Fact Or Fiction: Los Angeles Is Just New York Lying Down

"Los Angeles is just New York lying down." —Quentin Crisp

Trudging through the over 100 degree weather in a horrible New York heat wave, Gavin Brown’s Enterprise’s summer exhibition Made In Space appears as a welcome Californian reprieve from the sizzling city streets. Curated by Laura Owens and Peter Harkawik, two Los Angeles-based artists and curators, Made In Space, which is coupled with an Uptown exhibition at Venus Over Manhattan, presents an expertly chosen overview of art made in Los Angeles.


Selecting artists from several generations, the art in Made In Space ranges from iconic conceptual artist Allen Ruppersburg to young emerging artists such as the Russian-born Marina Pinsky. With this wide swath of artists, as well as the varied mediums and artistic styles, Made In Space both entices viewers to attempt to discover a Los Angeles artistic sensibility, as well as rejects any singular assumptions about an unified Los Angeles art form.

A Constellation Of Plastic

Certainly, the curators’ press release does not aid viewers who want to define a Los Angeles artistic worldview. Rather than detailing their curatorial goals or positing ideas about Los Angeles art, Owens and Harkawik give thirteen short descriptions loosely connected to L.A. From a story about “a pile of feces directly in the middle of a pair of women’s size 10 red pumps” to the curators driving past a flip-flop in the road, the press release, in its own oblique manner, reflects the curators’ quirky, light-hearted and humorous vision.

"The Los Angeles Art Collectors-Mr. + Mrs. Rodin-Riddler" by Derek Boshier. Image courtesy of the gallery.

Instead of obviously depicting glamorous Hollywood or the city’s landscape of freeways and smog, the artists in Made In Space take a different, less literal approach. For example, Joshua Callaghan’s “Focus,” an enormous ceiling-draped canvas featuring a charcoal-rendered underbelly of a car, refers to Los Angeles’s long history and obsession with cars.  The Los Angeles art scene even makes a veiled appearance in Derek Boshier’s mocking fluorescent painting “The Los Angeles Art Collectors-Mr. + Mrs. Rodin-Riddler,” which presents art collectors as a combination of Rodin’s “The Thinker” and the Batman villain, The Riddler.  

Sculptural Fun In The Sun

Even though Made In Space features an inordinate amount of paintings, some of the cutest, most captivating and even summery works in Made In Space are undoubtedly the sculptures. Like the varied span of work filling the entire exhibition, the sculptures range from the geometric and abstract like Liz Larner’s distorted rectangular “6” to the more realist such as Patrick Jackson’s set of ceramic mugs. However, many of the sculptures share a cheerful, devil-may-care and thoroughly Californian sensibility.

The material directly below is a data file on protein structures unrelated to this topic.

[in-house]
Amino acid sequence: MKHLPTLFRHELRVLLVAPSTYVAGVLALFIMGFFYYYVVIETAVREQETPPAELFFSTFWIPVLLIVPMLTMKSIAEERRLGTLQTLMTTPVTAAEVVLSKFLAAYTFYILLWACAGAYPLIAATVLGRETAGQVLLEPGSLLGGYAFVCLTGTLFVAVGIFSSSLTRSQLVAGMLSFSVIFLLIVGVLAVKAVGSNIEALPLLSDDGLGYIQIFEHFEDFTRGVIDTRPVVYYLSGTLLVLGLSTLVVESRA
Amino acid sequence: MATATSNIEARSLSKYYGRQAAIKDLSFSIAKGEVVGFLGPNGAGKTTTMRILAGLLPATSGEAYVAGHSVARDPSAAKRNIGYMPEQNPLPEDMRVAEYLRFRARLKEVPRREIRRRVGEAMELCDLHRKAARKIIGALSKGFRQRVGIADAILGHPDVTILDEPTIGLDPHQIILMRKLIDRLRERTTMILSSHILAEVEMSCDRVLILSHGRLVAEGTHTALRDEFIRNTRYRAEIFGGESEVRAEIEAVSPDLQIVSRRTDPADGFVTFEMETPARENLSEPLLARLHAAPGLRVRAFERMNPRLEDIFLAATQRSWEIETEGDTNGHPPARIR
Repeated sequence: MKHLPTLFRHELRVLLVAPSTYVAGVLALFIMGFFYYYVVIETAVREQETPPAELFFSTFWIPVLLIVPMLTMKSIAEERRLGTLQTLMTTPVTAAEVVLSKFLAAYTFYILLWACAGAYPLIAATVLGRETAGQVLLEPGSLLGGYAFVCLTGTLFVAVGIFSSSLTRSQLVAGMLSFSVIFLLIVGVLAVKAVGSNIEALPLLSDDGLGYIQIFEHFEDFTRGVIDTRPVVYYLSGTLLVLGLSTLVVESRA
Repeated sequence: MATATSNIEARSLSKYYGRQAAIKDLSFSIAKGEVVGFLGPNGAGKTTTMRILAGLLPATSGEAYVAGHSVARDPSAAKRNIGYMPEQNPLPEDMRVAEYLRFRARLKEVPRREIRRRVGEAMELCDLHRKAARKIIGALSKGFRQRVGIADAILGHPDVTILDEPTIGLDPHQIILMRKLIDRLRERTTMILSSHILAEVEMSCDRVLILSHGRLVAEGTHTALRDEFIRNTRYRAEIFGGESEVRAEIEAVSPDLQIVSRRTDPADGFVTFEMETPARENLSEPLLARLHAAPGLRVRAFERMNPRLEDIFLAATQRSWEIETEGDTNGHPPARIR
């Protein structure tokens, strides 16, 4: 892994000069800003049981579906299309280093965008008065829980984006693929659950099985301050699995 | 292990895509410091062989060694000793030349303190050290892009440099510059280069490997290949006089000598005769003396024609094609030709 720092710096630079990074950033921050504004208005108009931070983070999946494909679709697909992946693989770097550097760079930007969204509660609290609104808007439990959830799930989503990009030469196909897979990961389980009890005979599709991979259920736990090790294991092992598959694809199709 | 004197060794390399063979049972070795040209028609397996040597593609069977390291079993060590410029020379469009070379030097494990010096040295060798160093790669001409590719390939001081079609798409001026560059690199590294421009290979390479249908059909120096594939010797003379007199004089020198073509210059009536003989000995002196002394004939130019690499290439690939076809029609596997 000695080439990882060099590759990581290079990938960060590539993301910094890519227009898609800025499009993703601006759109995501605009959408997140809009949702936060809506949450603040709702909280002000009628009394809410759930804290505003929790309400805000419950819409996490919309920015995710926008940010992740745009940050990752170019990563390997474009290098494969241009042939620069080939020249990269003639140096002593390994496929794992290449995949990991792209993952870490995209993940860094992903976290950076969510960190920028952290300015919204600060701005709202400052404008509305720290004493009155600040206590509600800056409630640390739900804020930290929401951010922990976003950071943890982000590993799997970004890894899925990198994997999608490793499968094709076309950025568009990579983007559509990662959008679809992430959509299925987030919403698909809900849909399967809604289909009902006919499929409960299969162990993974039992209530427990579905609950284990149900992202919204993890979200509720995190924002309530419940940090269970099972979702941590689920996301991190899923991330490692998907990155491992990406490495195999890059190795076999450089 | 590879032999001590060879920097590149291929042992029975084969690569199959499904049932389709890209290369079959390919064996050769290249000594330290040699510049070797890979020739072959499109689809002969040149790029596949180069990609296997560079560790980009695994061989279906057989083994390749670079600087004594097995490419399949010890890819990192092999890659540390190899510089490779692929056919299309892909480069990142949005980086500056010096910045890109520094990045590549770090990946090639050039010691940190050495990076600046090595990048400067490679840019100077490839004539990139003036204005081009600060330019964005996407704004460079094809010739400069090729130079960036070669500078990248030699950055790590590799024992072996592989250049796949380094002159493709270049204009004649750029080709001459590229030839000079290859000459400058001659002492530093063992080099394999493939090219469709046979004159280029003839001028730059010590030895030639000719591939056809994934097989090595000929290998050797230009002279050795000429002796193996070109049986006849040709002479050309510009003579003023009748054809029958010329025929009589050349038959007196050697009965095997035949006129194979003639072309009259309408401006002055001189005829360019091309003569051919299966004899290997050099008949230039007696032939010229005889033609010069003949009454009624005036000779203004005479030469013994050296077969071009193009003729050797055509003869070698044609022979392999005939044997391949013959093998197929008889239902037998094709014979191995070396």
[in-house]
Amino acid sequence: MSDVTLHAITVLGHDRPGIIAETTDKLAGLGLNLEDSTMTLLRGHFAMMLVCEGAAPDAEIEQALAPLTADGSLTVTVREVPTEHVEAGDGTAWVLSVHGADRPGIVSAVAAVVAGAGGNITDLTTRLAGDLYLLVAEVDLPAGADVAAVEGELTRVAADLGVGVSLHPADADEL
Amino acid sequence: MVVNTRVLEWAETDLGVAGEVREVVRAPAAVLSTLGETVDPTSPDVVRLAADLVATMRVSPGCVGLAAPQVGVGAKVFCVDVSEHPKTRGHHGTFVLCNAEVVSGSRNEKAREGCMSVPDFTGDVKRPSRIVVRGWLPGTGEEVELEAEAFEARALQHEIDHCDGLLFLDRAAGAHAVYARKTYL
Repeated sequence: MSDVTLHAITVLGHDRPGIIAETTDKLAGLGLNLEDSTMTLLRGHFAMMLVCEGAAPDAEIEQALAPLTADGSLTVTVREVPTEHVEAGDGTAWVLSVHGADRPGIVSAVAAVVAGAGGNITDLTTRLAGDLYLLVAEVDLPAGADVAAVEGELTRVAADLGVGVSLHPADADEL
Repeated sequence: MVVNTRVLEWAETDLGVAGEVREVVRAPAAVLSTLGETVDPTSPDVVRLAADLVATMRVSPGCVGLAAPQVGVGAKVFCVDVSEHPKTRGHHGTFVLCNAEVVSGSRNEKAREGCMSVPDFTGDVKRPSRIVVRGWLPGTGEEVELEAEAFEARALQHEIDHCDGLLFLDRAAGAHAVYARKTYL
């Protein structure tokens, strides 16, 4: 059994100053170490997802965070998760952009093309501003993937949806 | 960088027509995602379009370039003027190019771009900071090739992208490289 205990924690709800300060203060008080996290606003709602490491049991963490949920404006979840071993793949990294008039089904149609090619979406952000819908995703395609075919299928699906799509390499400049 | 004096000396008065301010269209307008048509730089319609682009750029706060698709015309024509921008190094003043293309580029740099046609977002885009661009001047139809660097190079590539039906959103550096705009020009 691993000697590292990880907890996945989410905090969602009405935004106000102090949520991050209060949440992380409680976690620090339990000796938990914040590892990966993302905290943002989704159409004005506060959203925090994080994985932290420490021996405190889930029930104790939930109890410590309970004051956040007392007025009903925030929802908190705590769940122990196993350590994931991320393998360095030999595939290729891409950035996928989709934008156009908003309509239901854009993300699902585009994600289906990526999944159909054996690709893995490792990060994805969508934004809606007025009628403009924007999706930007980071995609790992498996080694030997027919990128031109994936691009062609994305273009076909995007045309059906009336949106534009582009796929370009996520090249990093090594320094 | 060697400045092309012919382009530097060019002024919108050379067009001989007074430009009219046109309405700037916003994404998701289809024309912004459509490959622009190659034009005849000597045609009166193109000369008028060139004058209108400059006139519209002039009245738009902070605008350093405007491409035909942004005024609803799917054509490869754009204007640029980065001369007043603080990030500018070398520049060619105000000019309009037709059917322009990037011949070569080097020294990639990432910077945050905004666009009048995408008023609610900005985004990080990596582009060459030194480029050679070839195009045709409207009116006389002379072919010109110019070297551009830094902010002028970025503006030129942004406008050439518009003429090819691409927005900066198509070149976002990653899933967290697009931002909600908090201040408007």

“Lazy Sunbather” by Patrick Jackson. Image courtesy of the gallery.

Undoubtedly, the best example of this extremely relaxed, fun and beachy sculptural representation is Patrick Jackson’s adorable “Lazy Sunbather,” a tiny black ceramic sculpture. Reclining back on the floor of Gavin Brown’s Enterprise, Jackson’s little sunbather looks like they’re having a relaxing snooze, making the viewer yearn to join them.


Even though much of the art in Made In Space seems to project a more free-spirited vibe, that certainly does not mean that the works do not have a solid conceptual heft. Perhaps the most moving and thoughtful piece in the exhibition is Marcia Hafif’s wall installation “From the day a woman…” 

“From the day a woman…”  by Marcia Hafif. Image courtesy of the gallery.

A monumental written text on a vibrant yellow background, Hafif documents the invisibility of older women’s sexuality, which disappears from public consciousness after she turns a certain age. Ending with an admittedly necessary yet slightly unsettling discussion of an older woman masturbating, Hafif’s text draws viewers into the text, reading her plea for older women. Particularly regarding Hollywood and the rest of Los Angeles’s obsession with youth, age and beauty, Hafif’s piece seems at once a local critique of the City of Angels, as well as a larger feminist critique of society’s view of women as a whole.

Article by Emily Colucci

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